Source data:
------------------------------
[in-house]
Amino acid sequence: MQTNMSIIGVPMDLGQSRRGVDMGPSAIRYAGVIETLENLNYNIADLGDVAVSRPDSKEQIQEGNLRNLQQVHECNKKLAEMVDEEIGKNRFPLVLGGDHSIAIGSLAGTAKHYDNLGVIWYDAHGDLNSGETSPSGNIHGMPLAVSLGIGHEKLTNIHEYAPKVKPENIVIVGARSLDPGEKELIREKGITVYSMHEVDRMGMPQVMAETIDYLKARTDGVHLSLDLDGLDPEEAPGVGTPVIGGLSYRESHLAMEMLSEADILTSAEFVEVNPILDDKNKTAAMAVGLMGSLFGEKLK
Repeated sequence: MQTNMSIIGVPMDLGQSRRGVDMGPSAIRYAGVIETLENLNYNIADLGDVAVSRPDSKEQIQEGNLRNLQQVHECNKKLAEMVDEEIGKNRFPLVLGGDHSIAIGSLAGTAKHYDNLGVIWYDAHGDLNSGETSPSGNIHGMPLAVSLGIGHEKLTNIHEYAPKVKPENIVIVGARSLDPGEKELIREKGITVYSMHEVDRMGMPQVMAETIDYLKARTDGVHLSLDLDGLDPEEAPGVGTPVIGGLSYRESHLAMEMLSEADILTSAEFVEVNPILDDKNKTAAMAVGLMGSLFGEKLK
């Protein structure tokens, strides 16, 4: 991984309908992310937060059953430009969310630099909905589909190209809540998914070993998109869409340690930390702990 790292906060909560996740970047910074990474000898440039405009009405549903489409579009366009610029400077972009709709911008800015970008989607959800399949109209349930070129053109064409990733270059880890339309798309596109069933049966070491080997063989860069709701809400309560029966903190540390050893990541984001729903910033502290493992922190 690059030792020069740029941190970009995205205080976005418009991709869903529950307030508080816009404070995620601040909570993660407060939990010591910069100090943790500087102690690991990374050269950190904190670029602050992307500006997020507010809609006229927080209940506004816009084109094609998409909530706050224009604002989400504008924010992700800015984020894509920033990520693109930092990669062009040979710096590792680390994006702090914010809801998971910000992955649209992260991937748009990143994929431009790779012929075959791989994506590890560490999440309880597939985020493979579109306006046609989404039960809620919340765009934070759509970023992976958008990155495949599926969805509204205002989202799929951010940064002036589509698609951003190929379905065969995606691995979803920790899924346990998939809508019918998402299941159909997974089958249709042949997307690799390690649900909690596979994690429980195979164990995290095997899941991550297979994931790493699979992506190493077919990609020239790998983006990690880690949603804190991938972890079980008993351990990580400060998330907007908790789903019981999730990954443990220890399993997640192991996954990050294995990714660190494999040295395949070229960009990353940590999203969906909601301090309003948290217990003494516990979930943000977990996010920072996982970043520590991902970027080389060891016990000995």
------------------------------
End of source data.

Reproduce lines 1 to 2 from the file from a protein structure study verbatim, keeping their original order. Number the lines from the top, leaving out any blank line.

[in-house]
Amino acid sequence: MQTNMSIIGVPMDLGQSRRGVDMGPSAIRYAGVIETLENLNYNIADLGDVAVSRPDSKEQIQEGNLRNLQQVHECNKKLAEMVDEEIGKNRFPLVLGGDHSIAIGSLAGTAKHYDNLGVIWYDAHGDLNSGETSPSGNIHGMPLAVSLGIGHEKLTNIHEYAPKVKPENIVIVGARSLDPGEKELIREKGITVYSMHEVDRMGMPQVMAETIDYLKARTDGVHLSLDLDGLDPEEAPGVGTPVIGGLSYRESHLAMEMLSEADILTSAEFVEVNPILDDKNKTAAMAVGLMGSLFGEKLK